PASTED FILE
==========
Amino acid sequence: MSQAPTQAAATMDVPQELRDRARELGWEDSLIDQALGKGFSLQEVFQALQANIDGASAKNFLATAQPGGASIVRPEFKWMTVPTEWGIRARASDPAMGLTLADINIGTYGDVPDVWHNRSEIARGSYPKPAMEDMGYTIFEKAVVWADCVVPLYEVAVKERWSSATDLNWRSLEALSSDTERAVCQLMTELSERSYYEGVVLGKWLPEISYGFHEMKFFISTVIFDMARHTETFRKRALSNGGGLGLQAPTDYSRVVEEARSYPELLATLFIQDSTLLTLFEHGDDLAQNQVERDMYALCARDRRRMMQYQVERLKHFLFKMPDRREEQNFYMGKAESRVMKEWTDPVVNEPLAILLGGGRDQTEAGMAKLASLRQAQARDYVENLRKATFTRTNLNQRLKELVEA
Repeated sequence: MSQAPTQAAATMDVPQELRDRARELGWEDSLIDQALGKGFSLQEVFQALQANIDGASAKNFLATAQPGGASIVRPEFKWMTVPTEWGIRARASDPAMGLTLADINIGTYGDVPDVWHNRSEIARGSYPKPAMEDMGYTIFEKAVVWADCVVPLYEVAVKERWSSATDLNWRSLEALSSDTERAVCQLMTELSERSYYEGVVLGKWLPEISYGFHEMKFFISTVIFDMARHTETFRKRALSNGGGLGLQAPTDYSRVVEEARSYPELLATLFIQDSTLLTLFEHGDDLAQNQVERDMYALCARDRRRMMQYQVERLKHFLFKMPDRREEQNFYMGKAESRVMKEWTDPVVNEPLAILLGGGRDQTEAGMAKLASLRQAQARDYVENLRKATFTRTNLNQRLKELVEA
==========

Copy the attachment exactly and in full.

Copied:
Amino acid sequence: MSQAPTQAAATMDVPQELRDRARELGWEDSLIDQALGKGFSLQEVFQALQANIDGASAKNFLATAQPGGASIVRPEFKWMTVPTEWGIRARASDPAMGLTLADINIGTYGDVPDVWHNRSEIARGSYPKPAMEDMGYTIFEKAVVWADCVVPLYEVAVKERWSSATDLNWRSLEALSSDTERAVCQLMTELSERSYYEGVVLGKWLPEISYGFHEMKFFISTVIFDMARHTETFRKRALSNGGGLGLQAPTDYSRVVEEARSYPELLATLFIQDSTLLTLFEHGDDLAQNQVERDMYALCARDRRRMMQYQVERLKHFLFKMPDRREEQNFYMGKAESRVMKEWTDPVVNEPLAILLGGGRDQTEAGMAKLASLRQAQARDYVENLRKATFTRTNLNQRLKELVEA
Repeated sequence: MSQAPTQAAATMDVPQELRDRARELGWEDSLIDQALGKGFSLQEVFQALQANIDGASAKNFLATAQPGGASIVRPEFKWMTVPTEWGIRARASDPAMGLTLADINIGTYGDVPDVWHNRSEIARGSYPKPAMEDMGYTIFEKAVVWADCVVPLYEVAVKERWSSATDLNWRSLEALSSDTERAVCQLMTELSERSYYEGVVLGKWLPEISYGFHEMKFFISTVIFDMARHTETFRKRALSNGGGLGLQAPTDYSRVVEEARSYPELLATLFIQDSTLLTLFEHGDDLAQNQVERDMYALCARDRRRMMQYQVERLKHFLFKMPDRREEQNFYMGKAESRVMKEWTDPVVNEPLAILLGGGRDQTEAGMAKLASLRQAQARDYVENLRKATFTRTNLNQRLKELVEA